/_includes/archive.html) will actually
iterate through all the posts in the site categorize them in year and month they were created on. Based on that information, it will display
some html similar to:
- Month Name-1 (# posts in this month)
- Month Name-2 (# post in this month)
- Month Name-3 (# posts in this month)
- Month Name-4 (# post in this month)
Moreover, each month name will be a link to a page (
http://mysite.com/archive/<year>/<month>) where all posts created on the particular month will
be displayed as a list. I think it is quite simple requirement. Here is a brute-force implementation of the above requirement found in
It is pretty messy and straight-forward implementation. But, it works. You may try to come up with a better implementation. Feel free to let me know then. I will update my code.
With all these in place, I now need to create the pages for each month and year I have at least a post in. I will be creating a directory structure like:
- 4-digit year
- 2-digit month
- 2-digit month
inside archive directory. Similar to tag files, these
index.html will have almost nothing and rendering logic will be inside a layout file
/_layouts/archive.html. So, my layout file for archive contains:
Quite simple. However, the
index.html files within the
archive/<year>/<month> folders are even simpler. An example of such a file is:
It is evident that this
index.html file is placed in
/archive/2014/06/index.html location. It will handle the URL
http://mysite.com/archive/2014/06 and will list out all the post created in June 2014.
Now, all that is left is to create the year/month folders with the proper
index.html within them with a script as before.
Here is another quick and dirty script for that task:
Once again, you can run this NodeJS script (
createArchiveFiles() function) from your local machine to generate the archive directory structure with
index.html files, or you can be a pro and have Travis-CI do that for your automatically.
For comment integration with static blog generated using Jekyll (or, any blog in general), Disqus is pretty popular. However, I wanted to keep every under the same umbrella. As an experiment, I tried to use GitHub issues as the host for my blog comments. In that case, I can simply use GitHub API to load the comments and display in my blog easily. There are few problems I needed to solve first.
- Create GitHub issue for every blog post I have and whenever I write a new one
- Link that issue somehow with the blog post so that comments can be loaded for a specific post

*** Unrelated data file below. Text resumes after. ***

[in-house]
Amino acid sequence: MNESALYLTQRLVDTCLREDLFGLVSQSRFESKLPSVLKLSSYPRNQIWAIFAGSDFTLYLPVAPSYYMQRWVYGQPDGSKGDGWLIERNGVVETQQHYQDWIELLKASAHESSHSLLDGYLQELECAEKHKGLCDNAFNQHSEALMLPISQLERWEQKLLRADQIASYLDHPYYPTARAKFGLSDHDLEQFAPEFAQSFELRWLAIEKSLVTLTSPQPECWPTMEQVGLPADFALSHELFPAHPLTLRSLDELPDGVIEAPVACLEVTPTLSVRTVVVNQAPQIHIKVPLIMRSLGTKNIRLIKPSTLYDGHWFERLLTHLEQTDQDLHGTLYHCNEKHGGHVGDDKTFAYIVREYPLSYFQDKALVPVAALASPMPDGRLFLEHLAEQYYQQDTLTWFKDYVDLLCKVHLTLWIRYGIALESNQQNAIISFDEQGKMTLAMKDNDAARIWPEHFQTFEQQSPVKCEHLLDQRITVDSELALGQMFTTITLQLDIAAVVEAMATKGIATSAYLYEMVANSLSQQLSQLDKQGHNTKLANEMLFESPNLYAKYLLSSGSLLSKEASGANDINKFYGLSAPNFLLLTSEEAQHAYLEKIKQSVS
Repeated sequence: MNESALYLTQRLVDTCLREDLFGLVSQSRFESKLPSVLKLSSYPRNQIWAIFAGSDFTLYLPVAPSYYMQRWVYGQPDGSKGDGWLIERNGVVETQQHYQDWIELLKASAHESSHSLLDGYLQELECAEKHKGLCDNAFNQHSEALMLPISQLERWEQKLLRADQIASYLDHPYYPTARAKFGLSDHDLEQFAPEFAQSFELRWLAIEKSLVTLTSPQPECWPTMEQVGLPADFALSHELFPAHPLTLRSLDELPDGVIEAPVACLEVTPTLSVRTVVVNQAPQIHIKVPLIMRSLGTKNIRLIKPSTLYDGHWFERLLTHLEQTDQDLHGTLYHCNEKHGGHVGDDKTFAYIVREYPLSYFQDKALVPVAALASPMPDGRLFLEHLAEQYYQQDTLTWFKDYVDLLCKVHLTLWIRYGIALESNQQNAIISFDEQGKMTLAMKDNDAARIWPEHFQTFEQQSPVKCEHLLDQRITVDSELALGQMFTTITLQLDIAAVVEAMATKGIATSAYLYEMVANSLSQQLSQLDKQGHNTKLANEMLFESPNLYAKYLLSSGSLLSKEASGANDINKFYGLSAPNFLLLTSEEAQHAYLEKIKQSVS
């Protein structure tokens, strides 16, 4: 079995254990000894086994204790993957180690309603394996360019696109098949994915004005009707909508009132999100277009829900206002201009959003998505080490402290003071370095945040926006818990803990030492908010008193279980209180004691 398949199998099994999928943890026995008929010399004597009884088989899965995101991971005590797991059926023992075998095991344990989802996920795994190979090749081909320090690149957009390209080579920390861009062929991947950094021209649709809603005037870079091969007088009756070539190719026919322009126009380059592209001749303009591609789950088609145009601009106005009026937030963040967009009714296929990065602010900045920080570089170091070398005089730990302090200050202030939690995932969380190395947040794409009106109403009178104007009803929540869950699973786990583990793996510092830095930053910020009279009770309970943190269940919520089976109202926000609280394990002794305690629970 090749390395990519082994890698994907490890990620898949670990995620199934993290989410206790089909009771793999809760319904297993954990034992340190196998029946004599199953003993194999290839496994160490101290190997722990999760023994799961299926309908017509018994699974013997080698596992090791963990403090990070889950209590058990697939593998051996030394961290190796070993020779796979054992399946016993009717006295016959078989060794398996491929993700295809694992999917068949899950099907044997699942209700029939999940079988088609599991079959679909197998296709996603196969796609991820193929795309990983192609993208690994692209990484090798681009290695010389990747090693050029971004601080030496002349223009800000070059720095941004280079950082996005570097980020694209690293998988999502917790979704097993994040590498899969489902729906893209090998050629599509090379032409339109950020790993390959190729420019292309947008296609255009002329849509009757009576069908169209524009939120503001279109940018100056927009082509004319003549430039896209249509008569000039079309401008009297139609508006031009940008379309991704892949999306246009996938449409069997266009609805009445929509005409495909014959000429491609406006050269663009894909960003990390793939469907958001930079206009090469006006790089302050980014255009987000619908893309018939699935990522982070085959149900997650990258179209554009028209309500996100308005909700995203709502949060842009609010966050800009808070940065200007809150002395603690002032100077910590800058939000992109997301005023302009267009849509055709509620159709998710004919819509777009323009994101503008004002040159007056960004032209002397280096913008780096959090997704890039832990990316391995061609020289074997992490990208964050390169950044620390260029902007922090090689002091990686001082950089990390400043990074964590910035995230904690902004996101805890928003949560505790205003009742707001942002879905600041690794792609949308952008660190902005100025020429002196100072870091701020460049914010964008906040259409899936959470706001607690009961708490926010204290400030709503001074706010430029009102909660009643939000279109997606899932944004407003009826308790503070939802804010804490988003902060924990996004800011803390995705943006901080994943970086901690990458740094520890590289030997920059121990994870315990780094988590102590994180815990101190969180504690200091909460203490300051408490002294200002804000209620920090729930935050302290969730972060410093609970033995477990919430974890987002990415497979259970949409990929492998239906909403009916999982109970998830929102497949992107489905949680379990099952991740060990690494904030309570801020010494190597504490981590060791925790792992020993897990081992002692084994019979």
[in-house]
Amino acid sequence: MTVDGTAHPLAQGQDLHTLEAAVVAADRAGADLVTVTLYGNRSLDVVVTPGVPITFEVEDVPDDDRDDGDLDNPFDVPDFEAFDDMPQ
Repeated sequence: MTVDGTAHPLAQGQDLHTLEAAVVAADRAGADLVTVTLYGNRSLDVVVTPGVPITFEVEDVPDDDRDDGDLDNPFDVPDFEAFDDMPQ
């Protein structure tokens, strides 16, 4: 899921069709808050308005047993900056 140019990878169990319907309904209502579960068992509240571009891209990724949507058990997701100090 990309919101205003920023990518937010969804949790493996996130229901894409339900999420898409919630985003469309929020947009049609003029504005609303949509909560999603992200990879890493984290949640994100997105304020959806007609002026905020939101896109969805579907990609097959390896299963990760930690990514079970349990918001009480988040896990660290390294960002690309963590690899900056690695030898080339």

- I don’t want to do it manually :(
So, after a careful inspection of the generated issues, it becomes clear that each issue created in a repository has a unique id (a number). I also
have something unique for every post, which is the
permalink. I just need to store the mapping between
permalink of a post and related GitHub
Issue ID somewhere. Again,
/_data folder to the rescue. I have created a file
/_data/commentrefs.yml which contains a simple map between
permalink and GitHub Issue ID. If any
permalink is not present in that file, that means it is a new post and I need to create a GitHub Issue
for this post. After that, I need to add the mapping in the
commentrefs.yml file for the new post. That pretty much takes care of the linking part.
Displaying comments are least of my problems. I have written a simple angular code
to fetch and render comments from GitHub issues using GitHub API. There is also a very basic css
to give the contents a “commety” look. Also, I have to make sure that angular is available to me by modifying the
Now, the final and most important part. I need to generate issues in GitHub for every post that I have if it isn’t generated already.
And yes, you guessed it correct. I ended up automating that part as well. I created another NodeJS script which takes care of this linking and updating
commentrefs.yml file if needed. The script is too big to be copied here. You can always read it from the GitHub repository.
It will need you GITHUB_TOKEN to authenticate. Please do not put your GITHUB_TOKEN in the code. Instead, pass it to the code as a parameter. That is what
I am doing using Travis-CI.
My goal was to have a structure which I can modify myself within GitHub only for tags, archive, and comments. Then, I went ahead and automated
the manual labor using Travis-CI. All the automation scripts needed for this blog is located in
/_scripts/ folder. The execution starts from
/_scripts/main.js file. These scripts were written for this blog only, so they may not work just by copying into your blog. You may need to
modify some content (hard coded URL and path) to match your environment.
I hope this (really) long post helps if you have a blog hosted in GitHub Pages. I am sure you can come up with other cool feature implementations too using similar approaches. Feel free add a comment about the cool feature you have implemented for a Jekyll blog hosted in GitHub Pages. Happy (static) blogging. :)